It's common knowledge that breastfeeding is an amazing, beneficial act for both you and your child. Not only are you providing your child with the necessary nutrients they need to survive and grow and flourish, but you're bonding with your baby and (honestly) saving money on expensive formula. Yes, everyone knows that breastfeeding is great, but did you know about all the weird things breastfeeding does to your body?
I don't necessarily mean "weird" in a bad way. After 10 months of extremely awkward pregnancy side effects, the affects of breastfeeding will seem like nothing more than a mile annoyance. But, nevertheless, breastfeeding sometimes does unplanned and surprising things to your body, and like every other part of pregnancy, labor, delivery, and postpartum life, knowledge is power. It's best to know what you could possibly be putting yourself and your healing body though before you get going. Because yes, breastfeeding is beautiful and wonderful and magical, but for many women breastfeeding is frustrating and exhausting and, in some cases, really, tremendously hard.
Here are just a few of the weird, amazing, and cool (if sometimes frustrating) things that breastfeeding does to the rest of your body.
Back And Shoulder Pain
The common back and shoulder pain many women experience while breastfeeding has less to do with the act itself, and more to do with the position women are in when they help their child latch and feed. If you're hunched over or not completely supported, your back and shoulders are going to suffer. Obviously, you want to put yourself and your baby in a position that will assist you both in successfully breastfeeding, but that shouldn't end with intense and sharp pains.
Many breastfeeding women suggest using pillows, a couch or a chair to give your back the support it needs. It's best to not lean forward to breastfeed. Instead, try lying down for side-breastfeeding or putting something under your baby's head for additional support.
When you breastfeed (and yes, this is incredible) calcium is siphoned directly from your bones to fortify your milk, ensuring that your baby gets the good stuff. Great news for your little one, yes, but this does put you at mild risk for osteoporosis. The average calcium loss for any woman who breastfeeds for at least six months is 5 to 10 percent of their bone mass. No need to worry, though. Your body knows what it is doing, and after you're done breastfeeding, your calcium levels will go back to normal.
Just like back and shoulder pain, this has less to do with the act of breastfeeding itself and more to do with how you position your baby or your body when you do. In an attempt to position their baby so they can breastfeed effectively, women often hold their baby's heads, essentially holding their wrists at a 90 degree angle as pressure is applied. Ouch.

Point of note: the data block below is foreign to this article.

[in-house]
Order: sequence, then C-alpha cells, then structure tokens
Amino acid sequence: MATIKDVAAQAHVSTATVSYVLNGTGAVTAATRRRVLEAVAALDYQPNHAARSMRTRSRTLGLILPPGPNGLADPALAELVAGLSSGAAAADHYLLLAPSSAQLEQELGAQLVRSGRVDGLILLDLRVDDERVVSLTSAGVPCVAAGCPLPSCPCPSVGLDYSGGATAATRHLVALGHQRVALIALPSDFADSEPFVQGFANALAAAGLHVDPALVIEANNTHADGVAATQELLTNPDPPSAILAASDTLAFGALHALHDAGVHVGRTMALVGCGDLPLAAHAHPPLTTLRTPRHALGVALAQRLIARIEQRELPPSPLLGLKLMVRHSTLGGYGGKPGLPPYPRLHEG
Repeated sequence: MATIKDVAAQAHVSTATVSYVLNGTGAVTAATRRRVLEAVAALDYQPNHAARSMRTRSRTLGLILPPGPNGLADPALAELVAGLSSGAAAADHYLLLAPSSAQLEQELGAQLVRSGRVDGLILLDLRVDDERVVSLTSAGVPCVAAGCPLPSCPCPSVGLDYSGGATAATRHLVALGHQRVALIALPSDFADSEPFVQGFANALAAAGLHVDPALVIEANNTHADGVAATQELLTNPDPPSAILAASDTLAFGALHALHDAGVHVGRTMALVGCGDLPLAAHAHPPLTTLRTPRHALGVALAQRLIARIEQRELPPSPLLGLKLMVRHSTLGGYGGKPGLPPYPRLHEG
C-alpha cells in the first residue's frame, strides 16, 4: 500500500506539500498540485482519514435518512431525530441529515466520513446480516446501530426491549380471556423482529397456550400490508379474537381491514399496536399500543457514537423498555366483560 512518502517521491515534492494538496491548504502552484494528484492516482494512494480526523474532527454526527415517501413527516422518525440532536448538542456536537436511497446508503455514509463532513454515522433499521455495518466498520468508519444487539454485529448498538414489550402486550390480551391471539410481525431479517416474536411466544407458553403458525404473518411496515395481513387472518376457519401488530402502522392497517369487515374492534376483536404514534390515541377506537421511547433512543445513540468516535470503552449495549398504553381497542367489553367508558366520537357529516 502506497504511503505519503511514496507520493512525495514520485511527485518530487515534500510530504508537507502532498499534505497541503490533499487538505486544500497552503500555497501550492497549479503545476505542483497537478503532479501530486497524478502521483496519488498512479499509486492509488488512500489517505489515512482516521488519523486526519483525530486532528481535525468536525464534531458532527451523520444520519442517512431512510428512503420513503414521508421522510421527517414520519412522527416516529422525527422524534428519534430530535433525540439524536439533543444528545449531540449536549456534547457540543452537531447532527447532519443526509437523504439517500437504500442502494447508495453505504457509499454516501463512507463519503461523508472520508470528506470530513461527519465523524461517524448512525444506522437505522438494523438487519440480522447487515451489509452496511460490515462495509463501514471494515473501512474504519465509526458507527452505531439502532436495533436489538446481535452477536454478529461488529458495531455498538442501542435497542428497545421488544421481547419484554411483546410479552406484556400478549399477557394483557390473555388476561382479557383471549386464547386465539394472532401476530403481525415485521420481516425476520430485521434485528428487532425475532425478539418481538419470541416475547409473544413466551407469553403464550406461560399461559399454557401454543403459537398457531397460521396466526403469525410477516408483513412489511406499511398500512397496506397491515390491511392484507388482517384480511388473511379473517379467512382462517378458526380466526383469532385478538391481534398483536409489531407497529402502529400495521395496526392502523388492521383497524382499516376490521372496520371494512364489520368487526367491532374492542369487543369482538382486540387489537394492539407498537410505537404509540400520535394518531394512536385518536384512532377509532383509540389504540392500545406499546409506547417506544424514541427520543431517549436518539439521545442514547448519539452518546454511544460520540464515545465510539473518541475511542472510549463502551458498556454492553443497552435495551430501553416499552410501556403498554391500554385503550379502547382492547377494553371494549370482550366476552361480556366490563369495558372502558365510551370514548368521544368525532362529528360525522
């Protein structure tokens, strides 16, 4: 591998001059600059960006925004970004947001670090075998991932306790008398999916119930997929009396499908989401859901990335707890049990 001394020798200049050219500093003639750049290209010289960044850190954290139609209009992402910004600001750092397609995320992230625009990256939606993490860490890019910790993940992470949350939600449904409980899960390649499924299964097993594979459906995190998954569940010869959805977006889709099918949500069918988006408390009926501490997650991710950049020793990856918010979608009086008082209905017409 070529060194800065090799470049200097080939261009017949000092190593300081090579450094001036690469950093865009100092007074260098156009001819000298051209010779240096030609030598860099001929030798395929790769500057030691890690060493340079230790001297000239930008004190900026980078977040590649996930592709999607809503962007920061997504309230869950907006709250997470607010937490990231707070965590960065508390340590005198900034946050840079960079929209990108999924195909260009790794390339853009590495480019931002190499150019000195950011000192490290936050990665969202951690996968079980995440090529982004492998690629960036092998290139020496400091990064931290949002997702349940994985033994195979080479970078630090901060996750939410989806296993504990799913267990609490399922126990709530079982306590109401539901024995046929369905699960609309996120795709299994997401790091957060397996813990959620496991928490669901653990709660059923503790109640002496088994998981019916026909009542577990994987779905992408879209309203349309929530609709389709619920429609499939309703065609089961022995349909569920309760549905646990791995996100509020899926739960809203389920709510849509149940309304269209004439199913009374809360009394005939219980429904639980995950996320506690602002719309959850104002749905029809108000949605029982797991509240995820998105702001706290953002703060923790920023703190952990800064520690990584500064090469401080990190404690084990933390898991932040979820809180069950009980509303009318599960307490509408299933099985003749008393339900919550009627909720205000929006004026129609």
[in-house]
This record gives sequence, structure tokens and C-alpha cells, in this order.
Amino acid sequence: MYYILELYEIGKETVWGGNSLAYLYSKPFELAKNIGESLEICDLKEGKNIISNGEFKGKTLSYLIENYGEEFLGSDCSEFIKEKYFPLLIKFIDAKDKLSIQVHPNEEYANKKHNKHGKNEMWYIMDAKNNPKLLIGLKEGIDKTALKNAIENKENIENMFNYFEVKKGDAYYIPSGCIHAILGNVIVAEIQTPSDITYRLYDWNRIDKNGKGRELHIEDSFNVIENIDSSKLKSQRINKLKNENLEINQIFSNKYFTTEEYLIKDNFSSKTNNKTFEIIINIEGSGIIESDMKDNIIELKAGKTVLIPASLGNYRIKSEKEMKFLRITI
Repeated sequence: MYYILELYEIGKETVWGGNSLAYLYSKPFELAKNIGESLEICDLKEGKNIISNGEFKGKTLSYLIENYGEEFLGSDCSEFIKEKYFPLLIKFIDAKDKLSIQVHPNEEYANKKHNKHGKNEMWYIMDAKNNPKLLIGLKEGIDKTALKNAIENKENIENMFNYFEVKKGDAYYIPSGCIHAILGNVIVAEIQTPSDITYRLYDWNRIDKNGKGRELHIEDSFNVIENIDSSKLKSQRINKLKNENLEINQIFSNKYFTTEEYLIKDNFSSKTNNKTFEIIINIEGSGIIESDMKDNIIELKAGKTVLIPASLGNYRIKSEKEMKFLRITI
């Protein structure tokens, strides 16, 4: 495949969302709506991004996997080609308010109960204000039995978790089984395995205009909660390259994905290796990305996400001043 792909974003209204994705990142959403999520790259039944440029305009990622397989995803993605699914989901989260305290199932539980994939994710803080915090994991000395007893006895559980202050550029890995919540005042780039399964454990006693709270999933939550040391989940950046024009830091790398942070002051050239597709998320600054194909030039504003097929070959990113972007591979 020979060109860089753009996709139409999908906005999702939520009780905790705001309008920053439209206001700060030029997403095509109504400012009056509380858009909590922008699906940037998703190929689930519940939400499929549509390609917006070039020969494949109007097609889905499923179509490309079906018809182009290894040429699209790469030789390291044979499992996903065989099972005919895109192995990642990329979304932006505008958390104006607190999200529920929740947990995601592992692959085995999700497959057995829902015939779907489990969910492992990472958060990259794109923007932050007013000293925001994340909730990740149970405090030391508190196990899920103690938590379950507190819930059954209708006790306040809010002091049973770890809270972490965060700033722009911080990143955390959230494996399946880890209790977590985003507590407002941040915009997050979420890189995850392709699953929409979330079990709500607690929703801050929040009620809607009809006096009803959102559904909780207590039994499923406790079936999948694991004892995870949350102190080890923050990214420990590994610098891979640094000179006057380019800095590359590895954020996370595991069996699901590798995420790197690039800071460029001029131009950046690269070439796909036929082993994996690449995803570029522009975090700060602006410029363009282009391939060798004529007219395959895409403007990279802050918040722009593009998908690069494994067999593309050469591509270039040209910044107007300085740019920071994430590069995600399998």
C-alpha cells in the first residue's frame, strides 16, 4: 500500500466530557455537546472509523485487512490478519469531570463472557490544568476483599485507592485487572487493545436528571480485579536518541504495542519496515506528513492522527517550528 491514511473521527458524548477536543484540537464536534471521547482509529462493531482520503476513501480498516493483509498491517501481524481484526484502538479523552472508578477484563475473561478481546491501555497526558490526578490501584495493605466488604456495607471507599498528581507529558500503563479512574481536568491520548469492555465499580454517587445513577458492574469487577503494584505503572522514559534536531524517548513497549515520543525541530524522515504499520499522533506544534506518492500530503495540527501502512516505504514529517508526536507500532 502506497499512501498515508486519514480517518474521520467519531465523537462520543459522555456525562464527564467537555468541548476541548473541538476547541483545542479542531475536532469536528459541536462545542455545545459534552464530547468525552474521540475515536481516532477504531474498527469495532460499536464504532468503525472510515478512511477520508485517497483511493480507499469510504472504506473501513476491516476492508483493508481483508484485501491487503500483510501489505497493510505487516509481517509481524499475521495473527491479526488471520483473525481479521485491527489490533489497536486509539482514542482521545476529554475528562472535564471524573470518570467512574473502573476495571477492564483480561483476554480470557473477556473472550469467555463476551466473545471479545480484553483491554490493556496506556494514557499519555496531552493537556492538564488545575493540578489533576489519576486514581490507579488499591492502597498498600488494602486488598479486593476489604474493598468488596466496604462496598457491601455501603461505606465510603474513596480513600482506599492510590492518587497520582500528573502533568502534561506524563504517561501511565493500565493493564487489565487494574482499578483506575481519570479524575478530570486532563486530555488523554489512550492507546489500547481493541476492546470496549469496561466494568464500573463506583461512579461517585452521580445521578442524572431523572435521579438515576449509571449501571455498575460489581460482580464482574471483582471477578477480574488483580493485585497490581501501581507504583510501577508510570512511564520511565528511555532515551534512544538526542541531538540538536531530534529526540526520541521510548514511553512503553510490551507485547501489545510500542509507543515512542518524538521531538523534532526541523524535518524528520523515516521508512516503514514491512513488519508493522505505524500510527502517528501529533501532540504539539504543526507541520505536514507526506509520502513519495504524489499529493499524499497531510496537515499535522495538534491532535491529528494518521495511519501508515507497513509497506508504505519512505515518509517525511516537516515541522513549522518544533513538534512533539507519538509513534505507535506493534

Try to relax while breastfeeding, and use other methods (pillows, etc) to support your baby's head while they're feeding, so you don't have to position your wrist at such an awkward angle.
While breastfeeding, many women will experience increased postpartum bleeding. Nipple stimulation and breastfeeding can caused a woman's uterus to contract (which is why, if you're attempting to naturally induce labor, nipple stimulation is highly recommended).
This is a good thing, and it means that your body is responding in natural and necessary ways, but it can sometimes be painful (cramps) and can be a pain (extra pads). It won't last forever, which is great news, and before you know it, postpartum bleeding will be a thing of the past.
On average, your body burns 20 calories per one ounce of breastmilk produced. If your baby eats 19-30 ounces of breastmilk a day, that means that, on average, you're burning 380 - 600 calories per day. What does this mean? Food. All the food things.
Breastfeeding Can Help You Lose Weight
Because you burn extra calories while breastfeeding, and because your uterus contracts when you breastfeed, many women claim that breastfeeding helps lose weight after giving birth. Of course, not every woman experiences this, and hopefully you aren't putting too much pressure on yourself to kick the prenatal pounds you packed on, but breastfeeding definitely has this effect on a lot of people.
Breastfeeding Can Keep The Weight On
When breastfeeding, your body is working overtime to produce the nutrients your baby needs. This means, for some, that your body will store fat in order to produce enough breastmilk to meet the demands of your baby. Your body will also suppress its ability to metabolize, in an effort to store stimulate milk production.
Don't let a few extra pounds (or a few pounds that will stay with you for an extended period of time) deter you from trying to breastfeed. Just like any other symptom of pregnancy or child birth, it is temporary, and your body is doing everything it needs to do in order to sustain your new little friend.
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